First of all, everyone in Great Britain was, in some way, involved in WWII. Everyone understood what everyone else was going through. My Grandfather, who flew in the RAF in WWII would often reminisce that those years were ‘the very best time to be alive in this country’. Of course the war brought horror, much suffering and death, but the sense of community and patriotism in Great Britain was quite something to behold. If your husband or son was away fighting, sailing or flying, you had an entire community sharing your pride in him. If he went missing, was killed or injured everyone on your street knew and would surround you, almost smothering you with goodwill. “For his country” was the phrase, and although there were those who may have disagreed with the war there were not any people living here who protested in the angry or hateful manner in the way they do today. The country was united.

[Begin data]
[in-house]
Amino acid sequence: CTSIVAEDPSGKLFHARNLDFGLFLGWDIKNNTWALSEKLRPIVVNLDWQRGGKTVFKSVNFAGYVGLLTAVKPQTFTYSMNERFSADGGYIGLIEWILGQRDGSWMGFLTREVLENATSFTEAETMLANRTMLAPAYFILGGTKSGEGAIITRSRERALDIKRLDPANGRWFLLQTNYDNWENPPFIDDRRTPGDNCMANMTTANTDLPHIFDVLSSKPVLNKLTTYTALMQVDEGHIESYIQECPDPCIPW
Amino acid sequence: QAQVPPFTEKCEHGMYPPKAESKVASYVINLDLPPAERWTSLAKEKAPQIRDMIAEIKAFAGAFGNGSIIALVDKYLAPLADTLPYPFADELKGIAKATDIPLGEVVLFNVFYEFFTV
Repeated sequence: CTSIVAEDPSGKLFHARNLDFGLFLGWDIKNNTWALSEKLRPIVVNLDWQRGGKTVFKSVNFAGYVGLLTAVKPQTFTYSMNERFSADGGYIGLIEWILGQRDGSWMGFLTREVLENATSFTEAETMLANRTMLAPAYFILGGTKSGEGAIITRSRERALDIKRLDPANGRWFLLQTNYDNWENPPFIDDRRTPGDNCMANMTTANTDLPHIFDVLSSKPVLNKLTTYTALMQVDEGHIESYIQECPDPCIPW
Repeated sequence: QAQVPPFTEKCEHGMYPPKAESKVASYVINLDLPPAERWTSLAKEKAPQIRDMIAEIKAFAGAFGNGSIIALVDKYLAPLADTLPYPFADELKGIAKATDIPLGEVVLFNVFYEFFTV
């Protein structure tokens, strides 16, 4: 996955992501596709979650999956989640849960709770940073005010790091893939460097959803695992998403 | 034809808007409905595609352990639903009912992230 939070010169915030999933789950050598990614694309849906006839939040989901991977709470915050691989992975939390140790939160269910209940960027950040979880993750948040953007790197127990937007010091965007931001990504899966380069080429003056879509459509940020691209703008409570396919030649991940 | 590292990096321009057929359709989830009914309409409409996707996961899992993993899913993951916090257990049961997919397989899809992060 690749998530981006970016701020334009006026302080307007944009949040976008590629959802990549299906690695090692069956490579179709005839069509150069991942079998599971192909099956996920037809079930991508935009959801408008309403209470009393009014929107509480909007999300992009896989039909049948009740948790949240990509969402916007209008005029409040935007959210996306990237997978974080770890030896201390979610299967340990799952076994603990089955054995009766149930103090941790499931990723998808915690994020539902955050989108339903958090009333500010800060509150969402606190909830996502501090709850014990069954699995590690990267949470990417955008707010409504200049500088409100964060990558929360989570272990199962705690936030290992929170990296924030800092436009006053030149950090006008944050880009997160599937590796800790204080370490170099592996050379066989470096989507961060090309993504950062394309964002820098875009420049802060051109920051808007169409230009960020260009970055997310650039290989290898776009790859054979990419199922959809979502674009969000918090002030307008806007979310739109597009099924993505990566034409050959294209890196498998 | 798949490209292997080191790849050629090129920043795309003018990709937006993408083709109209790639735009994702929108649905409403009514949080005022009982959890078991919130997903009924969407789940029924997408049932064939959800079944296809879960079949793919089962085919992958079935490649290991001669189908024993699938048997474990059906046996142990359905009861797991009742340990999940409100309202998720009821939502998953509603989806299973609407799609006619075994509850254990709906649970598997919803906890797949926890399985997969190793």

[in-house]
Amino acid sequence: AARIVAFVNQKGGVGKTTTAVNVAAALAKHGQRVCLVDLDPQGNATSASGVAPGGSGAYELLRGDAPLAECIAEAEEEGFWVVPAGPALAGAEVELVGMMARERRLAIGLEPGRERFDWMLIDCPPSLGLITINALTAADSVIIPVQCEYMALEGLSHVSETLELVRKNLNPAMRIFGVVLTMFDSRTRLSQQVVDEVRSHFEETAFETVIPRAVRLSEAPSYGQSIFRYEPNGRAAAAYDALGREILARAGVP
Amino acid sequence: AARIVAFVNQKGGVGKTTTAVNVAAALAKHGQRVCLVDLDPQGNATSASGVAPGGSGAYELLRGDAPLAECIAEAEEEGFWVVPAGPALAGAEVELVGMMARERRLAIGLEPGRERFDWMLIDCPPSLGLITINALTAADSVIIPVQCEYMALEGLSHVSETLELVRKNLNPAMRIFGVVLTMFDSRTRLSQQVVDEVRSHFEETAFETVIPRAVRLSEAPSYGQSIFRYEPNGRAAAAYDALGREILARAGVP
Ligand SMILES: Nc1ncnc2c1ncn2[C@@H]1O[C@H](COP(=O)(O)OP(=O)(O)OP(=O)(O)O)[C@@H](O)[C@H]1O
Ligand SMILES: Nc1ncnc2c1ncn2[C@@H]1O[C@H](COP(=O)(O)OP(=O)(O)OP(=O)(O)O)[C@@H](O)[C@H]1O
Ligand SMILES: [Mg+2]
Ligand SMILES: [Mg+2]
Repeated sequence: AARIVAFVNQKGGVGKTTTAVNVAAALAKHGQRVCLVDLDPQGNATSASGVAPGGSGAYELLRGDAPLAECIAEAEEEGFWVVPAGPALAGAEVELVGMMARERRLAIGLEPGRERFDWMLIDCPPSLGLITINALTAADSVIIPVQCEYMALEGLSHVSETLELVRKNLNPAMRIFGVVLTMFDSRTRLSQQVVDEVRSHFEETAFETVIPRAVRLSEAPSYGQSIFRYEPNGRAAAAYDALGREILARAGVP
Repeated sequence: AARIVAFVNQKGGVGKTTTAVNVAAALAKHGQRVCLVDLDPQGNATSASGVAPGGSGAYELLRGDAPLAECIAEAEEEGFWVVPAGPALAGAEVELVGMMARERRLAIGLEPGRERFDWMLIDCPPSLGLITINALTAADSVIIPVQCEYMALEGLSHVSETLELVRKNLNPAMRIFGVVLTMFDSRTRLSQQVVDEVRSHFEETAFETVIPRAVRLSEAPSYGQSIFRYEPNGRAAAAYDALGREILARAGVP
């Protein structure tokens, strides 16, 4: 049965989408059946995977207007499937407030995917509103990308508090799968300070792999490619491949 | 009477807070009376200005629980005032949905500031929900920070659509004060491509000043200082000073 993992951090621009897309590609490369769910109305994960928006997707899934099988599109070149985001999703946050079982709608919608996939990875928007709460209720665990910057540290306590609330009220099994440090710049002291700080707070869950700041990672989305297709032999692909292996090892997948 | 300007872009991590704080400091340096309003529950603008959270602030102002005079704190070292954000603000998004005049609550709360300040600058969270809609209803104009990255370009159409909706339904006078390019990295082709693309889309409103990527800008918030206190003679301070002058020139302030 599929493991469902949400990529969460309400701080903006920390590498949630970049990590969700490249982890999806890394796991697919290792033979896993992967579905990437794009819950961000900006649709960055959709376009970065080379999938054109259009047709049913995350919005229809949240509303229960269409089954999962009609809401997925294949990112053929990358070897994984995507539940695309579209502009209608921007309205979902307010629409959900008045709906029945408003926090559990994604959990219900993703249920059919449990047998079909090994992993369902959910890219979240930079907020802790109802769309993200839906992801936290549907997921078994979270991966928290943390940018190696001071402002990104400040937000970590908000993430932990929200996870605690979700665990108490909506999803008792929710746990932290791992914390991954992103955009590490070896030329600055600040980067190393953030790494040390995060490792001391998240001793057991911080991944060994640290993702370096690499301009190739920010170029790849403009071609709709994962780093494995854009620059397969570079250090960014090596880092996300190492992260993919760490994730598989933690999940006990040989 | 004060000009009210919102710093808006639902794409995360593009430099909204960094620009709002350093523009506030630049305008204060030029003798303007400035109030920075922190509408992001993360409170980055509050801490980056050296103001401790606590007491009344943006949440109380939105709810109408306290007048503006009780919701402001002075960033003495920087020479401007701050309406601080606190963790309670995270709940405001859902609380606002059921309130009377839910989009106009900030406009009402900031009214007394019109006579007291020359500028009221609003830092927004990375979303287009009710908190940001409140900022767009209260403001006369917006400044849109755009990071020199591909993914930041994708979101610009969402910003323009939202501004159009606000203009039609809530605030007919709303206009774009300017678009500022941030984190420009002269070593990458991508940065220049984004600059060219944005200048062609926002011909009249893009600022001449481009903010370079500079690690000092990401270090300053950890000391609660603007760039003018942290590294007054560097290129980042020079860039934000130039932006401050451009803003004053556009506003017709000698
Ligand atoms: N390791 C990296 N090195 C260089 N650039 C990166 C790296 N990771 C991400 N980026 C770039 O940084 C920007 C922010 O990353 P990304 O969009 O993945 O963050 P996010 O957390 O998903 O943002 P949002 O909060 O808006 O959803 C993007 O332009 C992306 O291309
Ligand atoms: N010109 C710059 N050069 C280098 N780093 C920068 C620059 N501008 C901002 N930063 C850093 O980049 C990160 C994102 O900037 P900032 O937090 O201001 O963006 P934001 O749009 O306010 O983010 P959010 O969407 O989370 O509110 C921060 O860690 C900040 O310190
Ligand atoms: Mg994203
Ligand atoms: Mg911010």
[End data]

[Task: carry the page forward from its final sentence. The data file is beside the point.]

Wives were busy. Both my own grandmothers were in the WAAF (Women’s Auxiliary Air Force) one in munitions and the other in ops. They were part of the ‘war effort’ and each person in the country played their part, whether they were Land Girls, farmer’s wives, auxiliary servicewomen or teachers, everyone was working hard to keep the country functioning whilst the men were away.
I admire my late grandmothers more than most people I have met. I used to sit and discuss at length what it was like during the war with the youngest of the two and she would always say the same thing, that it was hard. She did not know if she would see my grandfather again. They did grab weeks together and they did write, being in the same service meant they used dead air time to speak on the radio (illegally) too. She always said that she was too busy to miss him properly. I know it was harder back then than she let on, her eyes betrayed her typically English stiff upper lip. I do not doubt that those women with literary talent would have penned their emotions in the same way the wives of today do; it is only that today it is far easier to upload those writings onto the internet and share them with the world. Back then, literary creativity was saved for the love letters posted to sweethearts.